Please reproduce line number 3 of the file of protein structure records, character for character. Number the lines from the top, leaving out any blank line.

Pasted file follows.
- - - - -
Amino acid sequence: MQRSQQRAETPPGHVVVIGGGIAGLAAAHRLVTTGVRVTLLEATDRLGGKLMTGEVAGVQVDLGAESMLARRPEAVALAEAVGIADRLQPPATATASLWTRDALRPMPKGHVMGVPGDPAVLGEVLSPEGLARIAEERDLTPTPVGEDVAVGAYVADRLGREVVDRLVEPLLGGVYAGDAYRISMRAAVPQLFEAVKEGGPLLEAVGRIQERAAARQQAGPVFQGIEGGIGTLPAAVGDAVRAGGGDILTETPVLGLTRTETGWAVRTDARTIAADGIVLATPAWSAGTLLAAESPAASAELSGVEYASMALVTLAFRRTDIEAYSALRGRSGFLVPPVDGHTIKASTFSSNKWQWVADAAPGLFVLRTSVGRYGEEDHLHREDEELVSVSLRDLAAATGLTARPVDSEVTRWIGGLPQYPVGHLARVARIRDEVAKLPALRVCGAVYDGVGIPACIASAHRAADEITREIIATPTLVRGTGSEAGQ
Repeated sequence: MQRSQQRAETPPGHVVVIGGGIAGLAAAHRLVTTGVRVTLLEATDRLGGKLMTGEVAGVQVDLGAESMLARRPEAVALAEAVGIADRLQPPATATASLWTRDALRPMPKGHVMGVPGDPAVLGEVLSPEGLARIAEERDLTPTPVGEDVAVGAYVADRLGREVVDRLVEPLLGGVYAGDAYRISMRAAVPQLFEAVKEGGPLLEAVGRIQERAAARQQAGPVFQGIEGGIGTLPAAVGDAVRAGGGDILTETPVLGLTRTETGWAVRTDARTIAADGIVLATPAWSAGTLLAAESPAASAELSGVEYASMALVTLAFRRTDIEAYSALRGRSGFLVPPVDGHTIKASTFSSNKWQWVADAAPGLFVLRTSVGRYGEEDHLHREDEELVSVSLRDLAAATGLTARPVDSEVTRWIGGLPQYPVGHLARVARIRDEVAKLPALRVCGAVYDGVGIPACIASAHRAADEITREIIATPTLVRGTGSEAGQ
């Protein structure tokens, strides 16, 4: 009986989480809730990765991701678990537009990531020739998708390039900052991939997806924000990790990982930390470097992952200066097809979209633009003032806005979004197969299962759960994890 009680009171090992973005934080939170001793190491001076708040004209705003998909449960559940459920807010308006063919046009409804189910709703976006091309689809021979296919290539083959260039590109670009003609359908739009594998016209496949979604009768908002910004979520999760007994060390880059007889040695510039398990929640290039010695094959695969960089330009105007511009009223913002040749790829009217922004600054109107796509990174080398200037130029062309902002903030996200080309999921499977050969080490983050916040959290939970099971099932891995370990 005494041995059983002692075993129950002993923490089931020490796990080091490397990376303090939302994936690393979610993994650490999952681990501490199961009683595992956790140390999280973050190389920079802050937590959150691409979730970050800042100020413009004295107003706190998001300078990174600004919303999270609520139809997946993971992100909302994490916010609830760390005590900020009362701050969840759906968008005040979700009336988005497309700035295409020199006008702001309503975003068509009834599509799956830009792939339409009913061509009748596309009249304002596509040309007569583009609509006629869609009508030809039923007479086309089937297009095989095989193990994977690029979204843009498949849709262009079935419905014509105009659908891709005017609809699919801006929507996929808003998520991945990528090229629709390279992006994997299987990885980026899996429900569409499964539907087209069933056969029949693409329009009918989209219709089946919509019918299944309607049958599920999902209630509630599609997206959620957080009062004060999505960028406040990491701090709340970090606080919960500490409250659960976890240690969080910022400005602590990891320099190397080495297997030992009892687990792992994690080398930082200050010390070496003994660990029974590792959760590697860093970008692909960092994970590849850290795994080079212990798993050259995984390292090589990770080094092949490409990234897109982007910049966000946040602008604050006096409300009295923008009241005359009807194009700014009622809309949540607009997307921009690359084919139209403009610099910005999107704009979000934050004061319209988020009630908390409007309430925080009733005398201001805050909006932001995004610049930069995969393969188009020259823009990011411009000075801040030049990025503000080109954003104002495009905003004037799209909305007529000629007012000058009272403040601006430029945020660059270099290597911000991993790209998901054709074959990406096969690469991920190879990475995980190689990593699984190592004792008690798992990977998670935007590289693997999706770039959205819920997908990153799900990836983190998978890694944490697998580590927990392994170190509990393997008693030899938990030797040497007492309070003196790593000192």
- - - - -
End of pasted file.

């Protein structure tokens, strides 16, 4: 009986989480809730990765991701678990537009990531020739998708390039900052991939997806924000990790990982930390470097992952200066097809979209633009003032806005979004197969299962759960994890 009680009171090992973005934080939170001793190491001076708040004209705003998909449960559940459920807010308006063919046009409804189910709703976006091309689809021979296919290539083959260039590109670009003609359908739009594998016209496949979604009768908002910004979520999760007994060390880059007889040695510039398990929640290039010695094959695969960089330009105007511009009223913002040749790829009217922004600054109107796509990174080398200037130029062309902002903030996200080309999921499977050969080490983050916040959290939970099971099932891995370990 005494041995059983002692075993129950002993923490089931020490796990080091490397990376303090939302994936690393979610993994650490999952681990501490199961009683595992956790140390999280973050190389920079802050937590959150691409979730970050800042100020413009004295107003706190998001300078990174600004919303999270609520139809997946993971992100909302994490916010609830760390005590900020009362701050969840759906968008005040979700009336988005497309700035295409020199006008702001309503975003068509009834599509799956830009792939339409009913061509009748596309009249304002596509040309007569583009609509006629869609009508030809039923007479086309089937297009095989095989193990994977690029979204843009498949849709262009079935419905014509105009659908891709005017609809699919801006929507996929808003998520991945990528090229629709390279992006994997299987990885980026899996429900569409499964539907087209069933056969029949693409329009009918989209219709089946919509019918299944309607049958599920999902209630509630599609997206959620957080009062004060999505960028406040990491701090709340970090606080919960500490409250659960976890240690969080910022400005602590990891320099190397080495297997030992009892687990792992994690080398930082200050010390070496003994660990029974590792959760590697860093970008692909960092994970590849850290795994080079212990798993050259995984390292090589990770080094092949490409990234897109982007910049966000946040602008604050006096409300009295923008009241005359009807194009700014009622809309949540607009997307921009690359084919139209403009610099910005999107704009979000934050004061319209988020009630908390409007309430925080009733005398201001805050909006932001995004610049930069995969393969188009020259823009990011411009000075801040030049990025503000080109954003104002495009905003004037799209909305007529000629007012000058009272403040601006430029945020660059270099290597911000991993790209998901054709074959990406096969690469991920190879990475995980190689990593699984190592004792008690798992990977998670935007590289693997999706770039959205819920997908990153799900990836983190998978890694944490697998580590927990392994170190509990393997008693030899938990030797040497007492309070003196790593000192």